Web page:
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Recording Norfolk's Wildlife

One of the pleasures of observing wildlife is putting names to species we see. Once the second name is added a list has been created and while many people make lists for their own pleasure there is always satisfaction in telling someone else. And when lists come together the total picture is even more valuable than the individual records.

Amateurs have always been at the forefront of recording, but now more so than ever; they have the time, interest and knowledge – and there are a lot of us. The NNNS, through its publications and ‘networking’, informally coordinates much of the recording activity within the county.

What use are records?

  • Local reports (e.g. annual Norfolk Bird & Mammal Report)
  • Published distribution ‘atlases’ (e.g. Flora of Norfolk (1999), Gillian Beckett & Alec Bull)
  • Scientific studies (e.g. on global warming)
  • Red Data Books (not yet published for Norfolk but in progress)
  • Environmental Impact Studies – required for almost any development
  • Development of action plans to protect vulnerable and endangered species.

What happens to the records?

For most groups of organisms there is someone in the county who acts as a County Recorder who should:

  • Carry out their own recording
  • Receive records from others
  • Store records for their ‘group’ on a database
  • Validate records (by following up anything clearly doubtful if possible)
  • Pass records on to the Norfolk Biodiversity Information Service and to appropriate national schemes and databases.

The Norfolk Biodiversity Information Service is becoming the repository for all Norfolk wildlife records. It already has nearly 1 million records and realistic expansion plans should soon enable it to input and output records much more effectively.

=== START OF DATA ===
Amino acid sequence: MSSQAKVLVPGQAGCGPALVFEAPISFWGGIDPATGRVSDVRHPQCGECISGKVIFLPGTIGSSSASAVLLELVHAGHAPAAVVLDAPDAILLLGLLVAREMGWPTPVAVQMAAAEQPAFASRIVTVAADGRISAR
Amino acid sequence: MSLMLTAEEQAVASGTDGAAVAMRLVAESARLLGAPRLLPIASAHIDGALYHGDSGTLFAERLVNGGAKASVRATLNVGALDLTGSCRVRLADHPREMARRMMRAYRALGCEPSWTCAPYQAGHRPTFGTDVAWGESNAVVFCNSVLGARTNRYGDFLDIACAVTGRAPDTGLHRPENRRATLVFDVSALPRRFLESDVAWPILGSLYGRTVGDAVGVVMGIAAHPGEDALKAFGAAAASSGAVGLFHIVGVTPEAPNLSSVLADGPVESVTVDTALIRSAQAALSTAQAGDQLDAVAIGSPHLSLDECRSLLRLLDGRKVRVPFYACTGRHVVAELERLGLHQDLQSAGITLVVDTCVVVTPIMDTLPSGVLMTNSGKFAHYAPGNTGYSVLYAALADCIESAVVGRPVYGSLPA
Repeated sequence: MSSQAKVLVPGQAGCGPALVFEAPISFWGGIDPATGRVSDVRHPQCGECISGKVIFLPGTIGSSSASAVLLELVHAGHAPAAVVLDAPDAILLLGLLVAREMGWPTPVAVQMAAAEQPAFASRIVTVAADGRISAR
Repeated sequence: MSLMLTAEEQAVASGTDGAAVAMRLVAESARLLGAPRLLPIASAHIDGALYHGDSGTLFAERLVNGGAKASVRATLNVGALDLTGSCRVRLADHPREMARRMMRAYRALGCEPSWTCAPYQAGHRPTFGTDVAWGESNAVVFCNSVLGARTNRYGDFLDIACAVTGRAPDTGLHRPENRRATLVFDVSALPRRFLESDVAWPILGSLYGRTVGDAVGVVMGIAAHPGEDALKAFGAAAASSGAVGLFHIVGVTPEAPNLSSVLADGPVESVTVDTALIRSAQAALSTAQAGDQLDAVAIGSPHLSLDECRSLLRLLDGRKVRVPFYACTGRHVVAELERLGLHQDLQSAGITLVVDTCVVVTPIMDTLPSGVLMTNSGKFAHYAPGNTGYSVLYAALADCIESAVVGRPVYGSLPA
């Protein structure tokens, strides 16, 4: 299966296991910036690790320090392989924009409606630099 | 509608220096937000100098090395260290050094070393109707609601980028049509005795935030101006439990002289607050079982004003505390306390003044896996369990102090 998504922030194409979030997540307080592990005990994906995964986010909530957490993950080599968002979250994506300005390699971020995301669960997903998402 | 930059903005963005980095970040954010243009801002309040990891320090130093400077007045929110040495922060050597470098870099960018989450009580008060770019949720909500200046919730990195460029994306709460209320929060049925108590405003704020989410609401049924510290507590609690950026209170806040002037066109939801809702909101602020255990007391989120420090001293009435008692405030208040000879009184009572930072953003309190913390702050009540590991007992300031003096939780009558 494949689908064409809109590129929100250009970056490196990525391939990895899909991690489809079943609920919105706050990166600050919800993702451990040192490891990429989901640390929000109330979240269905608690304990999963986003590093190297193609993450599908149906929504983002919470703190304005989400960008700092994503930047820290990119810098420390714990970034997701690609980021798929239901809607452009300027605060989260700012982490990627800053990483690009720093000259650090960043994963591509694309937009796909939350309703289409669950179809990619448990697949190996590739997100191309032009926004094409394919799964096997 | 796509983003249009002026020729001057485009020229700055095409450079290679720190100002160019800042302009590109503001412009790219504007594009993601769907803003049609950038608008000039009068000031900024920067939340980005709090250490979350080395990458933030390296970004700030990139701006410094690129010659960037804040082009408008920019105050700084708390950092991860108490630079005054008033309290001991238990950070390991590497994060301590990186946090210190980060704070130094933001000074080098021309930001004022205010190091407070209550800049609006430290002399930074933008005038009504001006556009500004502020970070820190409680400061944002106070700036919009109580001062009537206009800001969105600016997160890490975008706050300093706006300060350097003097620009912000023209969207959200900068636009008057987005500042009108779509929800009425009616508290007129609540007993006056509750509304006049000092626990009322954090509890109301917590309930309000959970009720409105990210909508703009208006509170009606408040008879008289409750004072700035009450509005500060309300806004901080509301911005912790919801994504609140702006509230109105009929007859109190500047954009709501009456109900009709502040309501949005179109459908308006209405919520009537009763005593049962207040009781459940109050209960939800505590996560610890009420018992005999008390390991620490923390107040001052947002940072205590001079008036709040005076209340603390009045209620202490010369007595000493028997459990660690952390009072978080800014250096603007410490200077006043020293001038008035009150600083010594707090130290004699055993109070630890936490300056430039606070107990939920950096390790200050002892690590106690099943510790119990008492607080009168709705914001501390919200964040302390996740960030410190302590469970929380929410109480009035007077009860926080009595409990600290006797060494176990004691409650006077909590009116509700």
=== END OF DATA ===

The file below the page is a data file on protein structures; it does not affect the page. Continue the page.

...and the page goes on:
What to record

It doesn’t have to be rare! Changes in the distribution and abundance of common species (eg. House Sparrow) can only be recognised if data is collected. It is best to consult County Recorders about this if in doubt. Please do not submit records from beyond Norfolk – most counties have their own recording network.

  • The essence of recording is accurate species identification – “if in doubt; leave it out”.
  • There is no value in submitting a record for a group of species, e.g. ladybird, newt – it has to be, for example, Two-spot Ladybird or Great-crested Newt.
  • Other essential information:
    • Place (name of site if appropriate; nearest town/village)
    • Grid Reference (at least 4-figure if possible)
    • Date

How to record

In most cases records should be sent to the appropriate County Recorder. Records for groups for which there is no Recorder should be sent to the Norfolk Biodiversity Information Service. Please discuss with the appropriate Recorder how these are best submitted and please read our Framework document.

For dragonflies specific recording forms can be downloaded from ; for some other groups recording forms are available on

Birds may be recorded at